Changing filament colors in a 3D printer

Use a set of tweezers to remove the extruded material.

Danger! The nozzle of the extruder is very hot. Do not touch it!

Removing excess material from a 3D printer after replacing material

Move the idler assembly back into place (the new filament should fit into the notch in the idler). Swing the idler latch down to clamp the idler, locking it into place.

Lock the new material in place with the idler assembly and latch


Insert the SD card into the side of the printer.

Insert the SD card in your 3D printer

Press in on the control knob, twist the knob to highlight Print from SD, and press in again to select it.

Select your file to print

Highlight your .gcode file (verify it's the same filename that you saved from your slicer program!), and press the knob to select it. Once you do, the printer will automatically calibrate and start printing.

It's recommended that you watch the print for the first few minutes to make sure that your first layer sticks to the bed properly. Don't worry if the skirt/brim doesn't print right. It might take a few seconds for the material to begin sticking. Only cancel the print if the first layer of the actual object does not stick.

3D printer creating the skirt and first layer

Your slicer program or the 3D printer should give you an estimate of how long it will take to print. The box we made should take around 1.5 hours. You may want to set a timer, and check back around then. After the print is done, you will want to wait a few minutes for the extruder and bed to automatically cool off. Use a a flat object, like a clam knife, to pry the part(s) off the print bed.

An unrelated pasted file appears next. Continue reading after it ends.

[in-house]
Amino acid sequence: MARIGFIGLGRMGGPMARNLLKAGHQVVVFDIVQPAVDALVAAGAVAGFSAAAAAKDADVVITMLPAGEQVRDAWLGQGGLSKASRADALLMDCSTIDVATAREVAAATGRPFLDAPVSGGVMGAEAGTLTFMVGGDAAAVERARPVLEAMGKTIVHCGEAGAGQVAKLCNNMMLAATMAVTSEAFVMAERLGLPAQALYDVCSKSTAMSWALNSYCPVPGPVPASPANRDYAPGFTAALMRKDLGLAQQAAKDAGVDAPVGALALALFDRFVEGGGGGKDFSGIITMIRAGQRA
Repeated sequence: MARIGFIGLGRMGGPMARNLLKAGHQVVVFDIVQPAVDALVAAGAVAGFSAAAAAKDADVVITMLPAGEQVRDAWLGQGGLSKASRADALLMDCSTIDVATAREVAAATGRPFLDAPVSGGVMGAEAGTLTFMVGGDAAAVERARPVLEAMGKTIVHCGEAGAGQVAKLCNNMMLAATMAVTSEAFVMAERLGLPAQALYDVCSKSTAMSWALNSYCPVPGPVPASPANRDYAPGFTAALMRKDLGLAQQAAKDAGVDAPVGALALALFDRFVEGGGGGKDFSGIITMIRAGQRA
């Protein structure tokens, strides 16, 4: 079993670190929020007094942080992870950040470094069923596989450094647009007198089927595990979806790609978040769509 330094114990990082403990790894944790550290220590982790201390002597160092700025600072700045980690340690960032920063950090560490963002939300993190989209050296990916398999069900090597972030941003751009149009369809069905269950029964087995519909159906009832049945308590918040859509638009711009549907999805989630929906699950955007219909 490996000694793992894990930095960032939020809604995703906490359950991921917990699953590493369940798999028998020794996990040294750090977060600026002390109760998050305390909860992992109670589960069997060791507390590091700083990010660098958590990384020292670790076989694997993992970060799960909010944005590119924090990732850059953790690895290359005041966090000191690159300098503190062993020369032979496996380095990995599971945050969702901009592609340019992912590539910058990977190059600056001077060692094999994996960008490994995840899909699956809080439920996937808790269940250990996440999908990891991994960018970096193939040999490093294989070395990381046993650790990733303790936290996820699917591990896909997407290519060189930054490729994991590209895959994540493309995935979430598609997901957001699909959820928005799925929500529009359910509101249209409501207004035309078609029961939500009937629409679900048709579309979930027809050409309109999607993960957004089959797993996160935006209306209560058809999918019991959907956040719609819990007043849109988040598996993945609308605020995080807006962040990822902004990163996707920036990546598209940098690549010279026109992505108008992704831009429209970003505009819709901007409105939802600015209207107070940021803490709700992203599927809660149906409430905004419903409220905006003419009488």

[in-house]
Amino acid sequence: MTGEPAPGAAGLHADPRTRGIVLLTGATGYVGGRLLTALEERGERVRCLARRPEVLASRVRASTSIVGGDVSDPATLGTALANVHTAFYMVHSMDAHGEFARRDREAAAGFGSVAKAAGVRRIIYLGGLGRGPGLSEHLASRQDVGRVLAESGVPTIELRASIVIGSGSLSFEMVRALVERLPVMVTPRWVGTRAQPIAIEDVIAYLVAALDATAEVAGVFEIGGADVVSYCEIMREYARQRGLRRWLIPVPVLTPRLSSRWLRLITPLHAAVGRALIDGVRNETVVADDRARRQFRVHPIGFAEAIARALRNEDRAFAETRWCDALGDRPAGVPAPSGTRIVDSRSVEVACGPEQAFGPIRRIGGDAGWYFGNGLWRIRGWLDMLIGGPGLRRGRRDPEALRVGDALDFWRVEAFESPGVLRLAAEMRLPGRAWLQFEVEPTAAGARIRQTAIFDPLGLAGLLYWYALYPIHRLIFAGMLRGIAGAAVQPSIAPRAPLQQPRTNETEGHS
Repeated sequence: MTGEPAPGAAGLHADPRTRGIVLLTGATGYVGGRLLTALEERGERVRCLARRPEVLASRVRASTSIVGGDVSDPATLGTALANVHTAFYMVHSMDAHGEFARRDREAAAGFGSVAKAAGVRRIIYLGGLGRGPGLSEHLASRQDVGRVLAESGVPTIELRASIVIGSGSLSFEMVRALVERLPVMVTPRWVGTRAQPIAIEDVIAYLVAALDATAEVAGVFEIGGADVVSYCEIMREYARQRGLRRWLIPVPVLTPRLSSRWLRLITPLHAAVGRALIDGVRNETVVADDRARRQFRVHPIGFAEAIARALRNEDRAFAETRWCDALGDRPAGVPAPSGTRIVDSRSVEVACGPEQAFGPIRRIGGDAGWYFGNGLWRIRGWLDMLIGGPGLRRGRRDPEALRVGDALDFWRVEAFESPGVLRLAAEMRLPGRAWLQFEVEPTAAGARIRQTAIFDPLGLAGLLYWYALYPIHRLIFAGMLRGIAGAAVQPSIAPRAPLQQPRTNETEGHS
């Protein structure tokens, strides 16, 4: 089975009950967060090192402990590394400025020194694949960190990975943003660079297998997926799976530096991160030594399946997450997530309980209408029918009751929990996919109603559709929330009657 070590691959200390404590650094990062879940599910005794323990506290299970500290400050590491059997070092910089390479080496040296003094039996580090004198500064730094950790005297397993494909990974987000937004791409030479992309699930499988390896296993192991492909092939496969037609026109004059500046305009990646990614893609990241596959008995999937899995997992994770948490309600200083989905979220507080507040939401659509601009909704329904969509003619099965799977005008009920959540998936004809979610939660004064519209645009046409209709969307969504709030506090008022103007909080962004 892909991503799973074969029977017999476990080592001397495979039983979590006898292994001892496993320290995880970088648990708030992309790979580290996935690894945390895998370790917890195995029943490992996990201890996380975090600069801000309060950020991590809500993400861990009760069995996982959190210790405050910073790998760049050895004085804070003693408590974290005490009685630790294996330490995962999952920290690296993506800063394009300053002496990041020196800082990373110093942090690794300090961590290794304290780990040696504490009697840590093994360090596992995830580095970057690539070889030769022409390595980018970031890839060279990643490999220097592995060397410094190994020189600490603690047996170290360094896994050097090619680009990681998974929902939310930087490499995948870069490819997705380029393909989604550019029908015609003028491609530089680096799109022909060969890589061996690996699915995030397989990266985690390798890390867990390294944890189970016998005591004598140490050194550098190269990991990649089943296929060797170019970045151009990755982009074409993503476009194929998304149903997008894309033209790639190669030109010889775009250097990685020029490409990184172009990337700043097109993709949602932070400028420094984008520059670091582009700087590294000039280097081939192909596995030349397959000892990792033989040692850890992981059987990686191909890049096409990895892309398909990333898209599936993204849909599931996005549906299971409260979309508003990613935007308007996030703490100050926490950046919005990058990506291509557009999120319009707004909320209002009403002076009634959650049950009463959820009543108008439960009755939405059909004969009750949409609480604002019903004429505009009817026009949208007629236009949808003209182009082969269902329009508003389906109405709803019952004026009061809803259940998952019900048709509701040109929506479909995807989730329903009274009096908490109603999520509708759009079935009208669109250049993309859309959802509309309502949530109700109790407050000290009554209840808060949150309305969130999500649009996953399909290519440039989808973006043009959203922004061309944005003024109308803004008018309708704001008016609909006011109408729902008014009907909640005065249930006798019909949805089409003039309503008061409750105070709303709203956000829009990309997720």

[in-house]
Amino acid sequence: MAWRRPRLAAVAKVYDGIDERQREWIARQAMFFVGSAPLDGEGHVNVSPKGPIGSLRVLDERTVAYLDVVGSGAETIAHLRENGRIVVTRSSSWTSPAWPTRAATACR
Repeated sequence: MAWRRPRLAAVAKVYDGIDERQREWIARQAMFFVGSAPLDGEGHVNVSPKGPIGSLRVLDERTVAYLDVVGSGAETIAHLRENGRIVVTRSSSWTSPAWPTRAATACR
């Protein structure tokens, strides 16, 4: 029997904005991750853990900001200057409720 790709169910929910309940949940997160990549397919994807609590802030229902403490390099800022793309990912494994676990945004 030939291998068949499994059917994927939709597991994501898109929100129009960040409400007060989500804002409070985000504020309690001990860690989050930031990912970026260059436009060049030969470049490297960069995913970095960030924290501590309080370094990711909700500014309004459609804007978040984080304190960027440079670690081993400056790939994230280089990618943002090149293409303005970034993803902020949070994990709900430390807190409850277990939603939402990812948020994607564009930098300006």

3D printed enclosure with brim

Assemble the Box

Use a hobby knife or clippers to trim off any excess pieces, such as the brim (if you printed with one). If you wish, you can use some sanding paper to smooth out any rough edges.

Trimming off the brim of a 3D printed object

Since we did not place any mounting holes for our Arduino Pro Mini in the box, we will need to adhere the PCB using some double-sided tape or hot glue. Servo tape works really well. Cut a piece just big enough to cover the back of the PCB, remove the outer layer, and press the board into the 3D printed box (you might need more than one layer of tape if there are components or header pins sticking through the bottom side).

Applying servo tape to the back of an Arduino Pro Mini

The lid holes were designed to accept #4-40 screws. Ideally, you will want self-tapping screws that are around 3/8 inches in length. However, 1/4 inch machine screws will work decently enough. Place the lid over the box and use a screwdriver to tighten the screws.

Securing the box lid with screws

And you're done! You should have a completed, custom-designed enclosure for your electronics project.

Completed 3D printed enclosure

Yes, we know that a box that just holds a Pro Mini is almost completely useless. However, you should have enough knowledge to make the box bigger, add ports on the side to connect cables/sensors/batteries, or give it mounting holes. Go nuts!